Facebook apologises after black men branded 'primates' by its AI system

Artificial intelligence has a history of gender and racial bias at technology companies.
Artificial intelligence has a history of gender and racial bias at technology companies. Photo credit: Getty Images

Facebook has apologised after users who watched a video featuring black men were asked if they would like to "keep seeing videos about primates".

The New York Times reported the social media platform said it was sorry for "an unacceptable error" and was looking at ways to ensure it never happened again.

In an email to website The Verge, Facebook said it had disabled the topic recommendation feature as soon as it realised what was happening.

"As we have said, while we have made improvements to our AI we know it's not perfect and we have more progress to make. We apologise to anyone who may have seen these offensive recommendations," a company spokesperson said.

The video, from UK tabloid the Daily Mail, showed a group of black men who were celebrating a birthday. A white man present then allegedly called 911 because he was "being harassed by a bunch of black men".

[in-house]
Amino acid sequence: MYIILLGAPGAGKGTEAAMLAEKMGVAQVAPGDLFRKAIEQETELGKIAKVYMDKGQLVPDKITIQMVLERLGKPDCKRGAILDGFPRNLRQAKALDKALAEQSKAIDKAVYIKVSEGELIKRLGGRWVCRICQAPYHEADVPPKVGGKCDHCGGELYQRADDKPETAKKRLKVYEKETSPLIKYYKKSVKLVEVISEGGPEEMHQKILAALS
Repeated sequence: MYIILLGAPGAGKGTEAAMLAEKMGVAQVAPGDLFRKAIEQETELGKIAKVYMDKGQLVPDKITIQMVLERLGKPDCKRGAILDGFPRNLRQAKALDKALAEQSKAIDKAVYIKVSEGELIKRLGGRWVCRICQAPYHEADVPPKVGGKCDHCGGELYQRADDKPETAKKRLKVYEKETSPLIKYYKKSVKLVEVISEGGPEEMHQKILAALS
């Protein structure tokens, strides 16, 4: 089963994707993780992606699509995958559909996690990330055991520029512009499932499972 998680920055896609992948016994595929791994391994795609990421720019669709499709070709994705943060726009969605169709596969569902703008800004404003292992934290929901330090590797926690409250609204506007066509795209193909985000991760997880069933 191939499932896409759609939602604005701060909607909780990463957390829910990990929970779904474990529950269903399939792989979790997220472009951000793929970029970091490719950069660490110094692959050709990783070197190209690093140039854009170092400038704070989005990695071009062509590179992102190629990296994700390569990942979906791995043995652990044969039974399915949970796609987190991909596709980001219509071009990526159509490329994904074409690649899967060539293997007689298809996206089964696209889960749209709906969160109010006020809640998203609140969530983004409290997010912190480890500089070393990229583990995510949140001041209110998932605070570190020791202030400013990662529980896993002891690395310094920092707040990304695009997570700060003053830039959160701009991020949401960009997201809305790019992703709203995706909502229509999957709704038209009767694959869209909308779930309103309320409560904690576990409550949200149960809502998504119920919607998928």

Artificial intelligence (AI) has a negative history associated with gender and racial bias, including previous issues for Facebook.

Last year Chinese President Xi Jinping's name appeared as 'Mr Shithole' on the platform when translated from Burmese, a Facebook-specific issue that wasn't repeated elsewhere, Reuters reported.

And last month research showed Twitter's image-cropping algorithm favours younger and slimmer people with feminine features and lighter skin.

The microblogging platform had to apologise in 2020 after its algorithm was found to focus on white faces over black faces, including selecting US senator Mitch McConnell repeatedly over ex-US President Barack Obama.

Previously, Google's Photos app had tagged photos of black people as "gorillas", drawing an apology from the tech giant, as well as the removal of the words 'gorilla', 'chimp', 'chimpanzee' and 'monkey' from photo labels, Wired said.

The Federal Trade Commission (FTC) in the US said earlier this year that AI tools showing racial and gender biases may be in violation of consumer protection laws.

Companies were warned to hold themselves accountable or the FTC would step in.